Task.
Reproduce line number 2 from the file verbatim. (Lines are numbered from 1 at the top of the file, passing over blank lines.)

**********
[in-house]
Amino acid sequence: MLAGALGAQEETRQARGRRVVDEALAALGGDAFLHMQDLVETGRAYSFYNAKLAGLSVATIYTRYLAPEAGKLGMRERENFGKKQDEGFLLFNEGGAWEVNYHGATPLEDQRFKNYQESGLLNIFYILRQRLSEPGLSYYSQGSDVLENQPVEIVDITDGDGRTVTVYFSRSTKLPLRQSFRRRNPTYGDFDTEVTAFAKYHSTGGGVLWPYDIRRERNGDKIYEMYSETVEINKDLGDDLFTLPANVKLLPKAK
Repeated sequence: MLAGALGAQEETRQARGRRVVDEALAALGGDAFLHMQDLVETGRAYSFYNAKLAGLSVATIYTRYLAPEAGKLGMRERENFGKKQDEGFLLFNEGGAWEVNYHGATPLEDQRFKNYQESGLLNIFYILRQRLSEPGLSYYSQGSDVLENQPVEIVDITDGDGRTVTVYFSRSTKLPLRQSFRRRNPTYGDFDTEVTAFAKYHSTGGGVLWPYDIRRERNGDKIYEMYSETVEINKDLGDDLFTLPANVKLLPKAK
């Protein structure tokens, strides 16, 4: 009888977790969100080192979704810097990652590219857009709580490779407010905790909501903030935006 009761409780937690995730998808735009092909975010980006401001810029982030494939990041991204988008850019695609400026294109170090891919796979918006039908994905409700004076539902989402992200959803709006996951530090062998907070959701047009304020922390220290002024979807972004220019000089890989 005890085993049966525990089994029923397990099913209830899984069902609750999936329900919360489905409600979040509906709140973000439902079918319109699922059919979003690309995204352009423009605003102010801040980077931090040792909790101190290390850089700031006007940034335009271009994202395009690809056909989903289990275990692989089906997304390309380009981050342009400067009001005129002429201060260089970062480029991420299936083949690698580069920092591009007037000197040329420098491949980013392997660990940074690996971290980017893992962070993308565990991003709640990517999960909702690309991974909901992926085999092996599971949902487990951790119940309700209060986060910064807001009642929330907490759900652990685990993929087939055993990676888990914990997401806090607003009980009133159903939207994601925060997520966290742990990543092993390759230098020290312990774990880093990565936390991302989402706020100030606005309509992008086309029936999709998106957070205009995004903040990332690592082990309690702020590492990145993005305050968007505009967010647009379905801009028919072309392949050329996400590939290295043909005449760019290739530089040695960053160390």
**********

Amino acid sequence: MLAGALGAQEETRQARGRRVVDEALAALGGDAFLHMQDLVETGRAYSFYNAKLAGLSVATIYTRYLAPEAGKLGMRERENFGKKQDEGFLLFNEGGAWEVNYHGATPLEDQRFKNYQESGLLNIFYILRQRLSEPGLSYYSQGSDVLENQPVEIVDITDGDGRTVTVYFSRSTKLPLRQSFRRRNPTYGDFDTEVTAFAKYHSTGGGVLWPYDIRRERNGDKIYEMYSETVEINKDLGDDLFTLPANVKLLPKAK